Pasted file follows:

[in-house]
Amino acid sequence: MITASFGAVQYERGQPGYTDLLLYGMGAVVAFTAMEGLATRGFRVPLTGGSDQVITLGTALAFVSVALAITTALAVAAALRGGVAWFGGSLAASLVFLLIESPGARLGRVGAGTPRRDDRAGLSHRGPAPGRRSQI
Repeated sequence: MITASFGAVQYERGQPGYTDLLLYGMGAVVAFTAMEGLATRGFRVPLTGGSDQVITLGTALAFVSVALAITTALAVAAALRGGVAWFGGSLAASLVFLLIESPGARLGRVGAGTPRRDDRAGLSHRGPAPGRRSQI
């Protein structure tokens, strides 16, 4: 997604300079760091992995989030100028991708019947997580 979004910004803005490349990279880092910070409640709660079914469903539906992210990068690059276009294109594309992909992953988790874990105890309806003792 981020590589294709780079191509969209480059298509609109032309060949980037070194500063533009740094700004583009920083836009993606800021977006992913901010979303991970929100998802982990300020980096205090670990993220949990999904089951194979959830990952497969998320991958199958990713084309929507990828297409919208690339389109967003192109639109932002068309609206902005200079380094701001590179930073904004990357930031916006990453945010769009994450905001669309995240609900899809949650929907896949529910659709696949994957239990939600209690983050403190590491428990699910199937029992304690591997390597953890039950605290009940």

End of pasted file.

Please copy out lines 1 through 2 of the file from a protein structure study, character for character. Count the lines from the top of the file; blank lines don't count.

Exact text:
[in-house]
Amino acid sequence: MITASFGAVQYERGQPGYTDLLLYGMGAVVAFTAMEGLATRGFRVPLTGGSDQVITLGTALAFVSVALAITTALAVAAALRGGVAWFGGSLAASLVFLLIESPGARLGRVGAGTPRRDDRAGLSHRGPAPGRRSQI